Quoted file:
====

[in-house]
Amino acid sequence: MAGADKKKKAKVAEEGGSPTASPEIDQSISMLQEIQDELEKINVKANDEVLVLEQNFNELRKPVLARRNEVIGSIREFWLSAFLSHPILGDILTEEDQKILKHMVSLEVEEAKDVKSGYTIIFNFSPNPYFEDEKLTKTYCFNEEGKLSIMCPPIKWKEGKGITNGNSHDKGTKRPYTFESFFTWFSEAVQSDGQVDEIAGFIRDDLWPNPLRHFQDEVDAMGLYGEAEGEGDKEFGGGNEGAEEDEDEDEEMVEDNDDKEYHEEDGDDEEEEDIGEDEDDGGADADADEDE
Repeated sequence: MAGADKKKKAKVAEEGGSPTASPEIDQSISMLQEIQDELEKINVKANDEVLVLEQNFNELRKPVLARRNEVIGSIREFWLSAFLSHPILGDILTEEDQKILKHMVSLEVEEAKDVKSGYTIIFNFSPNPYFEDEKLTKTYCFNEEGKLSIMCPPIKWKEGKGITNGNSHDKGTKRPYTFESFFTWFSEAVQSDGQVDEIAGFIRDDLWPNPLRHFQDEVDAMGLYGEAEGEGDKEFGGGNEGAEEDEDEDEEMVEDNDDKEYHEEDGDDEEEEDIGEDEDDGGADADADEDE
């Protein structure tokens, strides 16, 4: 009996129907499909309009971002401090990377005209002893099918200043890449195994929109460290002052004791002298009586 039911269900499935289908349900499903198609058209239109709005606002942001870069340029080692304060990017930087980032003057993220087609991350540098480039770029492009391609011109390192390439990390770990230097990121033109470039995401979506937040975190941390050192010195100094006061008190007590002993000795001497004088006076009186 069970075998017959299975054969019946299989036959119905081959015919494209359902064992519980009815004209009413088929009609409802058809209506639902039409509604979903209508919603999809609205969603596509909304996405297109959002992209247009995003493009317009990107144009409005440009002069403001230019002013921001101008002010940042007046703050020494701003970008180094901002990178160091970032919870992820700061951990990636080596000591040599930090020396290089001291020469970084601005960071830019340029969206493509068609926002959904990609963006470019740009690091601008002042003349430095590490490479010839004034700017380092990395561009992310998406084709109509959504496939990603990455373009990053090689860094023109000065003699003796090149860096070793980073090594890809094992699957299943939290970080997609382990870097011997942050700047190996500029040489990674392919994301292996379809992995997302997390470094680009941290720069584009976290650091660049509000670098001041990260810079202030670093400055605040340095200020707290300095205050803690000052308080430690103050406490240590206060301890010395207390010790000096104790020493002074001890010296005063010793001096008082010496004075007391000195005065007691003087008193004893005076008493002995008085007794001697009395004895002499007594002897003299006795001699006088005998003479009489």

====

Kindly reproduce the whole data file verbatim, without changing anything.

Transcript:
[in-house]
Amino acid sequence: MAGADKKKKAKVAEEGGSPTASPEIDQSISMLQEIQDELEKINVKANDEVLVLEQNFNELRKPVLARRNEVIGSIREFWLSAFLSHPILGDILTEEDQKILKHMVSLEVEEAKDVKSGYTIIFNFSPNPYFEDEKLTKTYCFNEEGKLSIMCPPIKWKEGKGITNGNSHDKGTKRPYTFESFFTWFSEAVQSDGQVDEIAGFIRDDLWPNPLRHFQDEVDAMGLYGEAEGEGDKEFGGGNEGAEEDEDEDEEMVEDNDDKEYHEEDGDDEEEEDIGEDEDDGGADADADEDE
Repeated sequence: MAGADKKKKAKVAEEGGSPTASPEIDQSISMLQEIQDELEKINVKANDEVLVLEQNFNELRKPVLARRNEVIGSIREFWLSAFLSHPILGDILTEEDQKILKHMVSLEVEEAKDVKSGYTIIFNFSPNPYFEDEKLTKTYCFNEEGKLSIMCPPIKWKEGKGITNGNSHDKGTKRPYTFESFFTWFSEAVQSDGQVDEIAGFIRDDLWPNPLRHFQDEVDAMGLYGEAEGEGDKEFGGGNEGAEEDEDEDEEMVEDNDDKEYHEEDGDDEEEEDIGEDEDDGGADADADEDE
């Protein structure tokens, strides 16, 4: 009996129907499909309009971002401090990377005209002893099918200043890449195994929109460290002052004791002298009586 039911269900499935289908349900499903198609058209239109709005606002942001870069340029080692304060990017930087980032003057993220087609991350540098480039770029492009391609011109390192390439990390770990230097990121033109470039995401979506937040975190941390050192010195100094006061008190007590002993000795001497004088006076009186 069970075998017959299975054969019946299989036959119905081959015919494209359902064992519980009815004209009413088929009609409802058809209506639902039409509604979903209508919603999809609205969603596509909304996405297109959002992209247009995003493009317009990107144009409005440009002069403001230019002013921001101008002010940042007046703050020494701003970008180094901002990178160091970032919870992820700061951990990636080596000591040599930090020396290089001291020469970084601005960071830019340029969206493509068609926002959904990609963006470019740009690091601008002042003349430095590490490479010839004034700017380092990395561009992310998406084709109509959504496939990603990455373009990053090689860094023109000065003699003796090149860096070793980073090594890809094992699957299943939290970080997609382990870097011997942050700047190996500029040489990674392919994301292996379809992995997302997390470094680009941290720069584009976290650091660049509000670098001041990260810079202030670093400055605040340095200020707290300095205050803690000052308080430690103050406490240590206060301890010395207390010790000096104790020493002074001890010296005063010793001096008082010496004075007391000195005065007691003087008193004893005076008493002995008085007794001697009395004895002499007594002897003299006795001699006088005998003479009489």